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Lincoln’s Assassination, From a Doctor’s Perspective

The medical report from Charles Leale, the first doctor to tend to the dying president, was discovered at the National Archives. Smithsonian curator Harry Rubenstein shares his thoughts

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Dr. Leale's bloodstained cuff. Image courtesy of the National Museum of American History.

It was about 10:15 p.m. on April 14, 1865, when John Wilkes Booth snuck up behind President Lincoln, enjoying “Our American Cousin” at Ford’s Theatre, and shot him point-blank in the head. The assassin brandished a dagger and cut Maj. Henry Rathbone, a guest of the president’s, before leaping to the stage, yelling “Sic semper tyrannis,” before fleeing.

According to most surviving accounts, the scene was sheer chaos. “There will never be anything like it on earth,” said Helen Truman, who was in the audience. “The shouts, groans, curses, smashing of seats, screams of women, shuffling of feet and cries of terror created a pandemonium that through all the ages will stand out in my memory as the hell of hells.”

A newly discovered document, however, offers a different perspective. Late last month, a researcher with the Papers of Abraham Lincoln—an online project that is imaging and digitizing documents written by or to the 16th president—located a long-lost medical report at the National Archives in Washington, D.C. The report was written by Dr. Charles Leale, the first doctor to tend to the dying president. Leale, a 23-year-old Army surgeon, ran from his seat in the audience to the president’s box, a distance of about 40 feet away.

The first page of Leale's 22-page medical report, found at the National Archives. Image courtesy of the Papers of Abraham Lincoln.

In the report, Leale describes what happened next:

“I immediately ran to the President’s box and as soon as the door was opened was admitted and introduced to Mrs. Lincoln when she exclaimed several times, ‘O Doctor, do what you can for him, do what you can!’ I told her we would do all that we possibly could.”

When I entered the box the ladies were very much excited. Mr. Lincoln was seated in a high backed arm-chair with his head leaning towards his right side supported by Mrs. Lincoln who was weeping bitterly. . . .

While approaching the President I sent a gentleman for brandy and another for water.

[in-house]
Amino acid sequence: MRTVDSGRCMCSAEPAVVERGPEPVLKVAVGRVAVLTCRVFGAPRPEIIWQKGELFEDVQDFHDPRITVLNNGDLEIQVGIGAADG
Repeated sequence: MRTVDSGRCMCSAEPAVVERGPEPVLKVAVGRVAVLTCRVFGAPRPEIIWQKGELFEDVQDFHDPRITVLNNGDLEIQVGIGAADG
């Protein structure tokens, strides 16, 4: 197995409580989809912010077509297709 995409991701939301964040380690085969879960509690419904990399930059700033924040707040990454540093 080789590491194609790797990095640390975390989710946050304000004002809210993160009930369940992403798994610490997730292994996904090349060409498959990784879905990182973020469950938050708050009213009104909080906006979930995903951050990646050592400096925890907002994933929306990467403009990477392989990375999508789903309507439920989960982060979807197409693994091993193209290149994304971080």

When I reached the President he was in a state of general paralysis, his eyes were closed and he was in a profoundly comatose condition, while his breathing was intermittent and exceedingly stertorous.”

Although the full report does not shed much new light on the assassination or how doctors attempted to treat Lincoln’s fatal injury, it is, no doubt, an amazing find. Daniel Stowell, director of the Papers of Abraham Lincoln told the Associated Press last week that the document’s significance lies in the fact that “it’s the first draft” of the tragedy.

I was particularly interested in what Harry Rubenstein, chair of the National Museum of American History’s political history division, thought of the firsthand account. Rubenstein is curator of the museum’s permanent exhibition on presidents, “The American Presidency: A Glorious Burden.” He also curated the much-acclaimed 2009-2011 exhibition “Abraham Lincoln: An Extraordinary Life.”

The museum holds in its collections Leale’s bloodstained cuffs that he wore the night of Lincoln’s assassination and the ceremonial sword that Leale carried while serving as an honor guard while Lincoln’s body lay in state at the White House and the U.S. Capitol. (The estate of Helen Leale Harper, Jr, granddaughter of Dr. Leale, bequeathed both to the Smithsonian Institution in 2006.)

Rubenstein is fascinated with the subdued tone of the report. “You are used to all these reports of mayhem and the chaos and the confusion,” he says. “Here, you are seeing it from the view of somebody who is trying to gain and take control.” The curator points to Leale’s choice of words, “the ladies were very much excited,” as one of the report’s understatements. “A lot of the emotion is removed from this, and it is a very clinical look at what took place, in comparison to others,” says Rubenstein.”To me, it is this detached quality that is so interesting.”

Leale gives a detailed description of looking for where Lincoln’s blood was coming from and assessing his injuries. The report chronicles the president’s condition up until the moment shortly after 7 a.m. the next day when he dies. “It is just interesting to see the different perspectives of this one pivotal historical moment,” says Rubenstein.

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